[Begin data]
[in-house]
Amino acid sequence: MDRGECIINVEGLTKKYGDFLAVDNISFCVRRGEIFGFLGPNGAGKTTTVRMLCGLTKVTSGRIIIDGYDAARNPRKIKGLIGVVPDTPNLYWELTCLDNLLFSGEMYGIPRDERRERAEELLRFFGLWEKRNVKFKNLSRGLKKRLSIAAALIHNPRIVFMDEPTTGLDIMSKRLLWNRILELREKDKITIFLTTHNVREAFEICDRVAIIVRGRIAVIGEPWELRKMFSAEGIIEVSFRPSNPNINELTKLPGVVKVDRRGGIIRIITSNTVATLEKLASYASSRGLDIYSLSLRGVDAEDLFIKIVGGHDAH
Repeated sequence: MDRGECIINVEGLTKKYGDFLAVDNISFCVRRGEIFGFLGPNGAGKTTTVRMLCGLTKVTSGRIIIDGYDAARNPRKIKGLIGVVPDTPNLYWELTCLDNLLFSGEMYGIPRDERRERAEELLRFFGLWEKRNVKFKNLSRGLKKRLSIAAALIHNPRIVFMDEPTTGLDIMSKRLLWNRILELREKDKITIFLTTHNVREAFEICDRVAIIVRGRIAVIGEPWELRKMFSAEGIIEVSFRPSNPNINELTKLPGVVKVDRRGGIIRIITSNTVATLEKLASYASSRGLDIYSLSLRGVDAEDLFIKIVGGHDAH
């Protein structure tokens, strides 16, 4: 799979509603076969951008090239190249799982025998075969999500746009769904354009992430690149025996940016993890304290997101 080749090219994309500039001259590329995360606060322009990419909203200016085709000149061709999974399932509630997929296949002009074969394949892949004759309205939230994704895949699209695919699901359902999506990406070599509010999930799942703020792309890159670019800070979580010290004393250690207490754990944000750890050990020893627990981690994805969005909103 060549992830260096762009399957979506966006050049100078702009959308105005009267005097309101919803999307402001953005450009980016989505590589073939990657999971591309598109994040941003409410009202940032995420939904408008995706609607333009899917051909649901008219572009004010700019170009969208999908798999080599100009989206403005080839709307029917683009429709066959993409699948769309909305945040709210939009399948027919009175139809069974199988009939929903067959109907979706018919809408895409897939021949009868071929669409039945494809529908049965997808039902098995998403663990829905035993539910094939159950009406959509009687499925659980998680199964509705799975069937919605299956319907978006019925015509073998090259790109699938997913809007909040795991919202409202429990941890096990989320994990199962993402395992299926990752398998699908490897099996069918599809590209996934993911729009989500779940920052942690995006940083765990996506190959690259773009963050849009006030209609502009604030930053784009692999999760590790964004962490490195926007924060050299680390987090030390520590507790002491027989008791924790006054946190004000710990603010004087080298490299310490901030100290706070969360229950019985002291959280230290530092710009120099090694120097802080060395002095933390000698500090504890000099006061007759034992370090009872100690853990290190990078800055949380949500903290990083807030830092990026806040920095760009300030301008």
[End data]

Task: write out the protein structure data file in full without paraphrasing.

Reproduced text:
[in-house]
Amino acid sequence: MDRGECIINVEGLTKKYGDFLAVDNISFCVRRGEIFGFLGPNGAGKTTTVRMLCGLTKVTSGRIIIDGYDAARNPRKIKGLIGVVPDTPNLYWELTCLDNLLFSGEMYGIPRDERRERAEELLRFFGLWEKRNVKFKNLSRGLKKRLSIAAALIHNPRIVFMDEPTTGLDIMSKRLLWNRILELREKDKITIFLTTHNVREAFEICDRVAIIVRGRIAVIGEPWELRKMFSAEGIIEVSFRPSNPNINELTKLPGVVKVDRRGGIIRIITSNTVATLEKLASYASSRGLDIYSLSLRGVDAEDLFIKIVGGHDAH
Repeated sequence: MDRGECIINVEGLTKKYGDFLAVDNISFCVRRGEIFGFLGPNGAGKTTTVRMLCGLTKVTSGRIIIDGYDAARNPRKIKGLIGVVPDTPNLYWELTCLDNLLFSGEMYGIPRDERRERAEELLRFFGLWEKRNVKFKNLSRGLKKRLSIAAALIHNPRIVFMDEPTTGLDIMSKRLLWNRILELREKDKITIFLTTHNVREAFEICDRVAIIVRGRIAVIGEPWELRKMFSAEGIIEVSFRPSNPNINELTKLPGVVKVDRRGGIIRIITSNTVATLEKLASYASSRGLDIYSLSLRGVDAEDLFIKIVGGHDAH
């Protein structure tokens, strides 16, 4: 799979509603076969951008090239190249799982025998075969999500746009769904354009992430690149025996940016993890304290997101 080749090219994309500039001259590329995360606060322009990419909203200016085709000149061709999974399932509630997929296949002009074969394949892949004759309205939230994704895949699209695919699901359902999506990406070599509010999930799942703020792309890159670019800070979580010290004393250690207490754990944000750890050990020893627990981690994805969005909103 060549992830260096762009399957979506966006050049100078702009959308105005009267005097309101919803999307402001953005450009980016989505590589073939990657999971591309598109994040941003409410009202940032995420939904408008995706609607333009899917051909649901008219572009004010700019170009969208999908798999080599100009989206403005080839709307029917683009429709066959993409699948769309909305945040709210939009399948027919009175139809069974199988009939929903067959109907979706018919809408895409897939021949009868071929669409039945494809529908049965997808039902098995998403663990829905035993539910094939159950009406959509009687499925659980998680199964509705799975069937919605299956319907978006019925015509073998090259790109699938997913809007909040795991919202409202429990941890096990989320994990199962993402395992299926990752398998699908490897099996069918599809590209996934993911729009989500779940920052942690995006940083765990996506190959690259773009963050849009006030209609502009604030930053784009692999999760590790964004962490490195926007924060050299680390987090030390520590507790002491027989008791924790006054946190004000710990603010004087080298490299310490901030100290706070969360229950019985002291959280230290530092710009120099090694120097802080060395002095933390000698500090504890000099006061007759034992370090009872100690853990290190990078800055949380949500903290990083807030830092990026806040920095760009300030301008």